When A Poet Throws Rhymes, And A Right Hook

Boxing requires physical strength to be sure, but a boxer’s words can also pack a punch.

So when it came time for Charlotte boxer John “Spidey” Williams to name himself, he decided to combine his two passions, what he calls his “two forms of release.” He became Spidey “The Boxing Poet” Williams.

BoxRec ranked him 41st in the country in the light welterweight class (140 pounds and under). By day he works and trains in a gym in southwest Charlotte, but at night he’s often in front of a small crowd, performing his poetry at open mic nights.

One recent evening, he’s at Poor Richard’s Bookshop, a cozy second-floor space in Uptown’s Brevard Court. Williams stands in front of a younger crowd of a couple dozen, introduces himself, and launches into his first poem, a piece dedicated to his seven year old daughter.

“I don’t know where to begin, I feel as empty as space between paper, and pen. Face left gazing at my life, like this can’t be the end?”

Williams’ poetry doesn’t pay his bills, boxing does. So after he finishes, he makes his rounds promoting his upcoming fight. And in what his friends say is typical behavior, he gives a wink, lifts up a shirt and shows off his washboard abs.

He has fun with his poetry, but Williams takes his work seriously. He’s self-published five books of poetry and says he’s written over 1,300 poems.

He goes to poetry events several times a week, although his coach prefers he takes a break when a fight is coming up.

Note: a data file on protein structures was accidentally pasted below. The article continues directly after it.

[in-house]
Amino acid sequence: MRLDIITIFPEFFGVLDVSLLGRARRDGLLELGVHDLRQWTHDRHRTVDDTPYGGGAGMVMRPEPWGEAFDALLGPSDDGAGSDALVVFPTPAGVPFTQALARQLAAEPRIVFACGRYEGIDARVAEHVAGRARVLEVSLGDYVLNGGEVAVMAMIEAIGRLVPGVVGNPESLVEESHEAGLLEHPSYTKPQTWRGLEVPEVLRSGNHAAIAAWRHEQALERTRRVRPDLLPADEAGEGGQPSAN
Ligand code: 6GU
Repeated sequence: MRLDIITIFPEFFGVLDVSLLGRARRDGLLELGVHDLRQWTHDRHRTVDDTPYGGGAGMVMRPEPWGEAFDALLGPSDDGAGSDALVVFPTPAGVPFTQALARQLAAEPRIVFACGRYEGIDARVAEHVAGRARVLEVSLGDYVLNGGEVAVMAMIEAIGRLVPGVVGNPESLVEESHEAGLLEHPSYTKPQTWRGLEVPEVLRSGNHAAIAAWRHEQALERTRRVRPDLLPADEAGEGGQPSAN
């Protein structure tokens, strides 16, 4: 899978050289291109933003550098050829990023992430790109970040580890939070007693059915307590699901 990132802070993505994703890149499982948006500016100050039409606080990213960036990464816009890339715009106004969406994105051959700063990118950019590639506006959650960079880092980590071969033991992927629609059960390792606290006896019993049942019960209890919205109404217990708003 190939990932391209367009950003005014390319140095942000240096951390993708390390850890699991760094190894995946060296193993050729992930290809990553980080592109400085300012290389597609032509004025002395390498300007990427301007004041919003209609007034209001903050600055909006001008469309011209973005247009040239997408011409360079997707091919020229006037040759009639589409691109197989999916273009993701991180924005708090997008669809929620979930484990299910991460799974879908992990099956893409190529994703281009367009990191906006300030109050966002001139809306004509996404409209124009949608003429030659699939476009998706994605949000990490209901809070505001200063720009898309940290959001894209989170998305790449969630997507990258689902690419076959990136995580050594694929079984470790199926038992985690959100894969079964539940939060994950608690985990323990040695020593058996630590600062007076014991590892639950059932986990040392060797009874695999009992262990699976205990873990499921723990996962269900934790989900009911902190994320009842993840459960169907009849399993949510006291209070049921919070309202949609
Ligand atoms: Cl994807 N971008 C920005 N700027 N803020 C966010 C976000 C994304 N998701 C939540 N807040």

“My coach always tell me, ‘Spidey, I need a beast not a poet in the ring,’ ” Williams says. “And I tell him poetry is a whole different feeling. It’s the greatest feeling when somebody comes to you and says ‘I love your words’ or ‘I needed that poem.’ That right there is the best payment you can ever receive.”

He started boxing as a personal challenge about seven years ago, when he was 22. “I was watching Felix Trinidad against Winky Wright,” Williams says. “I always bet on boxing and I always loved the sport. And I was losing money, ‘cause my guy that I bet on Felix Trinidad was losing. And I say ‘I can do better than that.’ ”

Williams has a following. About 200 came out to his latest fight, where he was the main event. Many dressed in “Team Spidey” t-shirts, which are often cut and tied into different fashions, or altered into dresses.

“My coach tells me, ‘Spidey, if you can win with just a jab, win with just a jab,’ because we don’t know how much damage your head is taking.”

Williams makes about $950 from this fight, plus a little more in t-shirt sales. The mother of three of his children, Scarlet Price, takes in the show a few rows back. She says boxing money is like any hustle, “you have your up days you have your down days,” she says, “but it’s all worth it in the end. It shows your kids how to work and how to grind and that things don’t come easy, but if you’re determined and have a dream, live it.”

Williams wins the match, which brings him to a record of 11-2-1. He puts on his shirt, steps off the stage, and then reconsiders the whole shirt thing.

“Too many cameras to be having a shirt on,” he says, “too many cameras.”